• CHAPTER 6 Distances and Light
      (pp. 55-60)

      In the second century bce, the Greek astronomer Hipparchus compiled a catalog of about 850 stars and, like his mechanical successor the Hipparcos satellite, he noted the position and brightness of each star. Unlike Hipparcos, however, Hipparchus was unable to measure distances to stars; in fact he did not even try because he assumed, as did all astronomers of his day, that all stars were equally distant from the Earth. His brightness measurements, which he calledmagnitudes, were therefore comparisons of how bright the starsappearedin the night sky relative to each other.

      According to Hipparchus, first magnitude stars...

    • CHAPTER 7 All Stars Are Not the Same
      (pp. 61-77)

      Two millennia ago, Hipparchus made the assumption that all stars are the same distance from Earth and therefore differ in brightness because some are intrinsically brighter than others. It was a reasonable assumption for his time, but by the eighteenth century it was no longer tenable. Aristotle’s physics and his geocentric cosmology had been replaced by Newtonian physics and by the heliocentric cosmology of Copernicus. Astronomers would remain unable to measure the distances to any stars until the fourth decade of the nineteenth century, but already they were in universal agreement that the stars in the heavens were at many...

    • CHAPTER 8 Giant and Dwarf Stars
      (pp. 78-93)

      For four decades, from the 1820s through the 1850s, a broad spectrum of the scientific community—astronomers, physicists, chemists, glassmakers, and even photographers—turned their attention to spectra. They studied the spectra of celestial objects, of chemical elements, of enclosed vapors in laboratory settings, and of the Earth’s atmosphere. From their measurements and experiments, they generated the knowledge that would lead, by the end of the century, to an effective methodology for classifying the stars. By the early twentieth century, astronomers would go a step further, using these spectral classifications, in combination with other measurements of stars, to unveil the...

    • CHAPTER 9 Reading a Hertzsprung-Russell (H-R) Diagram
      (pp. 94-100)

      The Hertzsprung-Russell diagram is so fundamental to virtually everything astronomers have learned about stars, galaxies, and the universe that it’s worth taking some extra time to make sure we understand exactly how powerful a tool it is. Remember that Henry Norris Russell’s first diagram, published in 1914, plotted the absolute magnitude of a star on its vertical axis and its Harvard spectral type on the horizontal axis. A century later, the basic approach for how astronomers make such a diagram of luminosity versus temperature has not changed much; however, astronomers have found several other observational measurements that they often use...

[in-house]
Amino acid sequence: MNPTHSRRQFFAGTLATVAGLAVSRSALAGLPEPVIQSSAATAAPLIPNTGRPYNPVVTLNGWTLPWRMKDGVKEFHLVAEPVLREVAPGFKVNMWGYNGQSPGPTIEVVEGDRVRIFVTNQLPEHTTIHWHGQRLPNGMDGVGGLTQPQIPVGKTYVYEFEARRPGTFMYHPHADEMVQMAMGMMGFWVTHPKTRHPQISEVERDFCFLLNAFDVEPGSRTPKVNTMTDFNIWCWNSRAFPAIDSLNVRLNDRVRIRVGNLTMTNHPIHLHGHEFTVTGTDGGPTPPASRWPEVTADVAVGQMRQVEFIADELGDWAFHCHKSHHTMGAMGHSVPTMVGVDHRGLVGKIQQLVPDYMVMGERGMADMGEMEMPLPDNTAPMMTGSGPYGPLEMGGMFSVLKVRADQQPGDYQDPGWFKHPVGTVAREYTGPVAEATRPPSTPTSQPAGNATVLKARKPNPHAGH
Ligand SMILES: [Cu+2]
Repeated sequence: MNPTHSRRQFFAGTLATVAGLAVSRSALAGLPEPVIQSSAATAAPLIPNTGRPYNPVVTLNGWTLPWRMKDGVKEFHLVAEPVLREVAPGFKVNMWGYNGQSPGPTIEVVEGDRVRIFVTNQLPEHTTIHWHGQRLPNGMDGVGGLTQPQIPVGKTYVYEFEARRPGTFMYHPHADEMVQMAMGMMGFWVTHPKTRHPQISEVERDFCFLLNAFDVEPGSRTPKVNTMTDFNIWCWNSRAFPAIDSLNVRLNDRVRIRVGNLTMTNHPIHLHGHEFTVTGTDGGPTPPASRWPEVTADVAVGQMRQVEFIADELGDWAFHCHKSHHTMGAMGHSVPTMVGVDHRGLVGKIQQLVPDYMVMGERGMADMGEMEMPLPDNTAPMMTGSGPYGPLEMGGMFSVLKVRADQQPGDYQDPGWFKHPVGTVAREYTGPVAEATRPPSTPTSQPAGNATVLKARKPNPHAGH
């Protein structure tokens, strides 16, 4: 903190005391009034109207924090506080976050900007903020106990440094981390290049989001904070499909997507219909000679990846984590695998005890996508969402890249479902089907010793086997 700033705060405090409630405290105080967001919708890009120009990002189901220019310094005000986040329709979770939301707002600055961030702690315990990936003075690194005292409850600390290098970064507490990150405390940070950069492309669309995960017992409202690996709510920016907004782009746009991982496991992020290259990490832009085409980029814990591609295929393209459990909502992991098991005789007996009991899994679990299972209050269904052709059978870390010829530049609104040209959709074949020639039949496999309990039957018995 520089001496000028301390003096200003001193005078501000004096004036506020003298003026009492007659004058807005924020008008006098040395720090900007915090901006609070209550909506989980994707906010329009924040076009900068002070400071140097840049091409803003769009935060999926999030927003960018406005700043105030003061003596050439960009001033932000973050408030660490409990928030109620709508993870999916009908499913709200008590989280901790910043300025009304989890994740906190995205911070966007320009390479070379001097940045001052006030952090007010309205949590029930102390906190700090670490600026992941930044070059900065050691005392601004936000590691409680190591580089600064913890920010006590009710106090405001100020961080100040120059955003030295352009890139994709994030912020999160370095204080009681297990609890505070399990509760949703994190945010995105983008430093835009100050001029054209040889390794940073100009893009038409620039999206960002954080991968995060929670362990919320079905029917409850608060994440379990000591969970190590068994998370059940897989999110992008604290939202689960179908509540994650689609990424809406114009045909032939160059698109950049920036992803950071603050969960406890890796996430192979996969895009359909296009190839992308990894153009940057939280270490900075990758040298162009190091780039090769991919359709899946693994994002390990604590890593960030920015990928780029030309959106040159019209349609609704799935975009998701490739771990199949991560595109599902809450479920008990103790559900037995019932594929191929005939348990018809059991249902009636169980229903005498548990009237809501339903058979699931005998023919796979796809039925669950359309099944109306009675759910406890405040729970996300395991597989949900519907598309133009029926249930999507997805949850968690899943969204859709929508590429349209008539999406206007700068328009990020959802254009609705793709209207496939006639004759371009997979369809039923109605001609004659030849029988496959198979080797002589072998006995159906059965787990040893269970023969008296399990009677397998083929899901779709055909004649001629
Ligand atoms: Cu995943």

• CHAPTER 10 Mass
      (pp. 101-110)

      Why are some stars hotter than others, and why are the hotter stars more luminous than most of the cooler stars? At the beginning of the twentieth century, most astronomers answered this question by saying that stars are born hot and luminous. According to this explanation, at their birth all stars appear in the top, left corner of the H-R diagram. As they age, they lose energy and cool off, thereby moving downwards and to the right. But as tidy as this answer may have sounded, it failed to explain the simultaneous existence of both red dwarfs (stars moving downward...

    • CHAPTER 11 Star Clusters
      (pp. 111-125)

      Take the most casual glance at the nighttime sky and you will quickly notice that the stars are not distributed uniformly from horizon to horizon. Almost 3,000 years ago Homer, in hisIliad, and Hesiod, in hisWorks and Days,had already mentioned clusters of stars in their writings: the Pleiades and the Hyades. Any careful observer, equipped with even the smallest telescope, will immediately perceive, as did Galileo, that some objects that appear to the naked eye as stars are actually clusters of stars. Galileo identified a star cluster he called the Nebula of Orion (or Orion’s Head), with...

    • CHAPTER 12 Mass Matters
      (pp. 126-132)

      In the end, virtually every aspect of stellar astrophysics rests on a single property of stars—mass. In this chapter, we try to make clear exactly why this is so.

      Stars are born regularly in the Milky Way, coming together from fragments of giant clouds in interstellar space in regions like the Orion Nebula. Each interstellar cloud is a volume of space filled mostly with gas (single atoms and molecules) and is characterized by a temperature (or a narrow range of temperatures throughout the cloud), size, mass, composition, and speed of rotation. The temperature of the cloud describes the kinetic...

    • CHAPTER 13 White Dwarfs and the Age of the Universe
      (pp. 133-158)